Xieng Cang – 12th April 1867

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From the new location occupied by Xieng Cang, the view of the mountains on the other side is very picturesque; Less steep, staging in gentler slopes than in the region we had just traversed, they offer a series of small valleys perpendicular to the river, wooded and charming retreats watered by a stream with clear, living water. The village itself is well built; the huts are very high; cotton is woven there, the cultivation of which succeeds during the dry season to that of rice. The main pagoda, located at the entrance to the rice fields, with a bouquet of beautiful palm trees of the corypha genus, is richly adorned inside, and contains, among other remarkable things, an antique carved wooden candle holder. , comparable to what we had found most beautiful in this genre. At the time of our passage, Burmese hawkers had spread out their junk on the forecourt of the temple, and were selling the natives brightly colored cottons and a few small English hardware items.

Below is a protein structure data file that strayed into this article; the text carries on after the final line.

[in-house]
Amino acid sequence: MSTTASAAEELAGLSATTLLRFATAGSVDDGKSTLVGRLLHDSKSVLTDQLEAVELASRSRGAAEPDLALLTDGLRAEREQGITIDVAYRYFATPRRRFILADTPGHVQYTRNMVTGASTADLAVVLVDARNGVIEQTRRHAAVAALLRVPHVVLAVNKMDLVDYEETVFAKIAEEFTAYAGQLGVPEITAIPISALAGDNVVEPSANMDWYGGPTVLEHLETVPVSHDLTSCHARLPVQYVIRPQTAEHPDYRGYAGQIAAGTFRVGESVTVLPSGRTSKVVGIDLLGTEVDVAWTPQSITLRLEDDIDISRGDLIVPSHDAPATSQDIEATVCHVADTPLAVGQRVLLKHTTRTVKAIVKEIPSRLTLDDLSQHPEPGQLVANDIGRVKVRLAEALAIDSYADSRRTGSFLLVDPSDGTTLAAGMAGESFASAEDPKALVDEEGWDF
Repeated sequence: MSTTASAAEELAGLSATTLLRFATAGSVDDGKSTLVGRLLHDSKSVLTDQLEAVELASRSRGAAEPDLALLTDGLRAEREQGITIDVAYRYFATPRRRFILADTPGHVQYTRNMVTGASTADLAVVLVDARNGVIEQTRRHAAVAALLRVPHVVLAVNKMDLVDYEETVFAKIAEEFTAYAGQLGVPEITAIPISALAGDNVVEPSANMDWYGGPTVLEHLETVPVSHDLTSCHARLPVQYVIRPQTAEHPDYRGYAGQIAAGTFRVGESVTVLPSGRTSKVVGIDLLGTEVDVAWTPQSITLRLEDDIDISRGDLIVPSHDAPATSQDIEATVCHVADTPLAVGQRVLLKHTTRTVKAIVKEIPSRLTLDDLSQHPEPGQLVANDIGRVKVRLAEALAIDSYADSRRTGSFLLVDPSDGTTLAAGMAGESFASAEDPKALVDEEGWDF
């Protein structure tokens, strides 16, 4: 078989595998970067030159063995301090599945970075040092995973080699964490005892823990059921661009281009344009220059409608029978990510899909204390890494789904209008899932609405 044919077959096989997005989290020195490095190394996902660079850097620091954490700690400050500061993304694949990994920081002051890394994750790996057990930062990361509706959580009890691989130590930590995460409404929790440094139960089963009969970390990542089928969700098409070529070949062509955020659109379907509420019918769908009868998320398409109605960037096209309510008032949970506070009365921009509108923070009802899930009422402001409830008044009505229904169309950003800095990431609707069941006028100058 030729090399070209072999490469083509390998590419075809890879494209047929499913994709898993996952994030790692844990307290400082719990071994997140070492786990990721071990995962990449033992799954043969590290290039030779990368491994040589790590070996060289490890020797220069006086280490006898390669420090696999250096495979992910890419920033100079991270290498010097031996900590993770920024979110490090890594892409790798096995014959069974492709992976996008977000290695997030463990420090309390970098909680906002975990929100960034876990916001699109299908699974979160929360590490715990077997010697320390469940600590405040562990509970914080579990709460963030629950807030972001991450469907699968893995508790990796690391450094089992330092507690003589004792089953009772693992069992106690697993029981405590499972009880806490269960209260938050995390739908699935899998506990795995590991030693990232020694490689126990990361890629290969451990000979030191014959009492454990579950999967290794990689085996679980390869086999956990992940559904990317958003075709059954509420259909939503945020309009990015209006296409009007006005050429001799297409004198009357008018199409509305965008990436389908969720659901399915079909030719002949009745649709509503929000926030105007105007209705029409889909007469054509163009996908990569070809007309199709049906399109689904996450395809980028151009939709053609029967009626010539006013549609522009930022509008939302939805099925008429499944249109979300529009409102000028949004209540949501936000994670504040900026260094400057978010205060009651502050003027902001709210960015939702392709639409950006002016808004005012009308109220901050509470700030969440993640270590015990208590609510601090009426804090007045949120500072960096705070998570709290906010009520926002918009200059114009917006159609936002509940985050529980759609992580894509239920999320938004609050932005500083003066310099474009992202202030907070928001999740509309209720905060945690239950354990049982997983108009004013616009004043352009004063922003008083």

Garnier, Vol: 1: 302

A little downstream from Xieng Cang, we encountered one of those rafts made of bamboo, of which we have already spoken, real floating houses which, when going down the river, allow the transport of many travelers and enormous quantities of goods and merchandise. He had on board a veritable colony of monks and other natives who, having left Luang Prabang, were going to visit the famous sanctuary of Peunom.

Garnier, Vol. 1: 302-303